5. In a hospital bed: a rectangular bed frame; four supporting pedestals for the bed frame near the four corners thereof, said pedestals each comprising telescoping members capable of being extended to raise the bed frame or contracted to lower said frame; means for extending said pedestals including cables having their one ends connected to said pedestals and passing around sheaves which direct the cables laterally inwardly to points near the longitudinal center of the bed frame and thence longitudinally toward one end of the bed; an elongated bar mounted on the bed frame in the approximate longitudinal center thereof for longitudinal reciprocation thereon, said bar having connected to its opposite ends the other ends of the pairs of cables at opposite ends of the bed; and means for reciprocating said bar, said last-mentioned means comprising a nut rigidly associated with said bar and a screw mounted on the bed frame and passing through said nut, the axes of said screw and nut being parallel to said bar, and means for rotating said screw in either direction.

References Cited by the Examiner UNITED STATES PATENTS 2,523,076 9/1950 Sweetland 563 2.556.591 6/1951 Loxley 567 2,592,166 4/1952 McLean et al. 563 2,807,808 10/1957 Wetzler 563 2,872,688 2/1959 Reichert et al. 5--63 2,913,300 11/1959 Darnell et al. 563 2,956,289 10/1960 Sullivan 567 FRANK B. SHERRY, Primary Examiner.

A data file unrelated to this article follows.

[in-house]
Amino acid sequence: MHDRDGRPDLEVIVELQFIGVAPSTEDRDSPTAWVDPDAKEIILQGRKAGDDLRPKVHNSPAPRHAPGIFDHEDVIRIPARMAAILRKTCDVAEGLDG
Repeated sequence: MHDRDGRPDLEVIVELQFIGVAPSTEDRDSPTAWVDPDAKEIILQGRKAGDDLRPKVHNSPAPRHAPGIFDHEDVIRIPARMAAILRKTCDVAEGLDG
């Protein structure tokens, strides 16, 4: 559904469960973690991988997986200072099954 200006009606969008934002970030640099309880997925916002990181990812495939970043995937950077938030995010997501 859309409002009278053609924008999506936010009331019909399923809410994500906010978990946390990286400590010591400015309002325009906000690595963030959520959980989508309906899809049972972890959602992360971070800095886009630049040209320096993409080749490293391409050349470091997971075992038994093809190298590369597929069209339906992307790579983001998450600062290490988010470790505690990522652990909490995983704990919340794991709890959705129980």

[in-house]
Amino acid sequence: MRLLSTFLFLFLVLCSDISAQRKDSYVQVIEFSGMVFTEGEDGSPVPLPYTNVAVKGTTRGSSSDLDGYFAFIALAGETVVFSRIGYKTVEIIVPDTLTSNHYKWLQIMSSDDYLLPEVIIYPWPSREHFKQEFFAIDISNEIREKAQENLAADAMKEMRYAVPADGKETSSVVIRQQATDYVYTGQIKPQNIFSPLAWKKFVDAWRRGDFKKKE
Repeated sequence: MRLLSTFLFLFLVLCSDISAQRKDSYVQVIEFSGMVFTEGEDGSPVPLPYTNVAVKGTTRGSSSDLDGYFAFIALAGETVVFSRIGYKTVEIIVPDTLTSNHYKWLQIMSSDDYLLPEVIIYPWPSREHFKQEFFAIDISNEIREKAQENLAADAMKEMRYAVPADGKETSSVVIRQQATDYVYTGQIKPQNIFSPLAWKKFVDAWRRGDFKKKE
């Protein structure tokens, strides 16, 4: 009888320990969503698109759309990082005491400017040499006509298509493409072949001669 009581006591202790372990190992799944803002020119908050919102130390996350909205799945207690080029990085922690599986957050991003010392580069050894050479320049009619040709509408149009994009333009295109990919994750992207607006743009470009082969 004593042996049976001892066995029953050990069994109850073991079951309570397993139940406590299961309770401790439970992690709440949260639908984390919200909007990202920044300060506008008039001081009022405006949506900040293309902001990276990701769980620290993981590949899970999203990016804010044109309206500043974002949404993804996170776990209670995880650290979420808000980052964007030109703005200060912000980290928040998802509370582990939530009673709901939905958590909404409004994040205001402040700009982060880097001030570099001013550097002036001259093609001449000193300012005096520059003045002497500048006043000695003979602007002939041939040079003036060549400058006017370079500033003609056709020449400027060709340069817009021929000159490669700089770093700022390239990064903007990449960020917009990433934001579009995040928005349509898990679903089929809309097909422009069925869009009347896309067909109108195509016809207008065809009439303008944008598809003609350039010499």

Patent Citations
Cited PatentFiling datePublication dateApplicantTitle
US2523076 *Jul 9, 1946Sep 19, 1950Sweetland Ernest JBed construction
US2556591 *Feb 6, 1946Jun 12, 1951Loxley Walter MInvalid bed
US2592166 *Oct 17, 1947Apr 8, 1952Hospital Furniture IncSafety bed
US2807808 *May 21, 1954Oct 1, 1957Englander Co IncVertically adjustable hospital bed
US2872688 *Feb 15, 1954Feb 10, 1959Shampaine CompanyHospital beds
US2913300 *Jul 26, 1957Nov 17, 1959Hill Rom Co IncMechanically controlled electric bed
US2956289 *Aug 5, 1957Oct 18, 1960Sullivan Francis JHospital bed
Referenced by
Citing PatentFiling datePublication dateApplicantTitle
US3290700 *Jan 10, 1966Dec 13, 1966American Seating CoLift leg structure
US3305876 *Jun 30, 1966Feb 28, 1967Hutt Clyde BAdjustable height bed
US3797052 *Mar 6, 1972Mar 19, 1974Simmons CoTrendelenberg mechanism
US5245718 *Oct 9, 1992Sep 21, 1993Joerns Healthcare, Inc.Adjustable bed with single actuator
USRE35201 *Jul 18, 1994Apr 9, 1996Krauska; Bernard J.Adjustable bed with single actuator
Classifications
U.S. Classification5/611, 5/616, 5/11, 5/618
International ClassificationA61G7/002
Cooperative ClassificationA61G7/002
European ClassificationA61G7/002